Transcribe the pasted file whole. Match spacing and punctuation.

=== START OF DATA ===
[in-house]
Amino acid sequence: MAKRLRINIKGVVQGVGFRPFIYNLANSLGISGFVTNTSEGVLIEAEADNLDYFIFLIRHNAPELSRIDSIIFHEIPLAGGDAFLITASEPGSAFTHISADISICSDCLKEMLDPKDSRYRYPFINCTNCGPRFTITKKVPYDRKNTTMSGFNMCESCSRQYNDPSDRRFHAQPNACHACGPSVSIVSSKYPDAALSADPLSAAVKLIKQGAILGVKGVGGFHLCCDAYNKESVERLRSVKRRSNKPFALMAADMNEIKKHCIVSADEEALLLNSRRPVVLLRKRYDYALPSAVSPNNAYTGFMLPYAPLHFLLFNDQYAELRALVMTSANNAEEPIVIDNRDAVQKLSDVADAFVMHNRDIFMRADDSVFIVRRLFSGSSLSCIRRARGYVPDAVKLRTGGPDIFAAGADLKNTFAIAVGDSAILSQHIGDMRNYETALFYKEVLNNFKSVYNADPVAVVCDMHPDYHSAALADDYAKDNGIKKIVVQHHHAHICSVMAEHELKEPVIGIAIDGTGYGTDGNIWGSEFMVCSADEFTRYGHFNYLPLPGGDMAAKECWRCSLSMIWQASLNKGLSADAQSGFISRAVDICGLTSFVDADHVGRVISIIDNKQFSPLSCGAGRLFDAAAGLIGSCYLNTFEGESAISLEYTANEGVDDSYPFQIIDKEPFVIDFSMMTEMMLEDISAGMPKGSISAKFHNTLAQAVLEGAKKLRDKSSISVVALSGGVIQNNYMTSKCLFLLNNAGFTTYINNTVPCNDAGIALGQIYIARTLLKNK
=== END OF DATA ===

[in-house]
Amino acid sequence: MAKRLRINIKGVVQGVGFRPFIYNLANSLGISGFVTNTSEGVLIEAEADNLDYFIFLIRHNAPELSRIDSIIFHEIPLAGGDAFLITASEPGSAFTHISADISICSDCLKEMLDPKDSRYRYPFINCTNCGPRFTITKKVPYDRKNTTMSGFNMCESCSRQYNDPSDRRFHAQPNACHACGPSVSIVSSKYPDAALSADPLSAAVKLIKQGAILGVKGVGGFHLCCDAYNKESVERLRSVKRRSNKPFALMAADMNEIKKHCIVSADEEALLLNSRRPVVLLRKRYDYALPSAVSPNNAYTGFMLPYAPLHFLLFNDQYAELRALVMTSANNAEEPIVIDNRDAVQKLSDVADAFVMHNRDIFMRADDSVFIVRRLFSGSSLSCIRRARGYVPDAVKLRTGGPDIFAAGADLKNTFAIAVGDSAILSQHIGDMRNYETALFYKEVLNNFKSVYNADPVAVVCDMHPDYHSAALADDYAKDNGIKKIVVQHHHAHICSVMAEHELKEPVIGIAIDGTGYGTDGNIWGSEFMVCSADEFTRYGHFNYLPLPGGDMAAKECWRCSLSMIWQASLNKGLSADAQSGFISRAVDICGLTSFVDADHVGRVISIIDNKQFSPLSCGAGRLFDAAAGLIGSCYLNTFEGESAISLEYTANEGVDDSYPFQIIDKEPFVIDFSMMTEMMLEDISAGMPKGSISAKFHNTLAQAVLEGAKKLRDKSSISVVALSGGVIQNNYMTSKCLFLLNNAGFTTYINNTVPCNDAGIALGQIYIARTLLKNK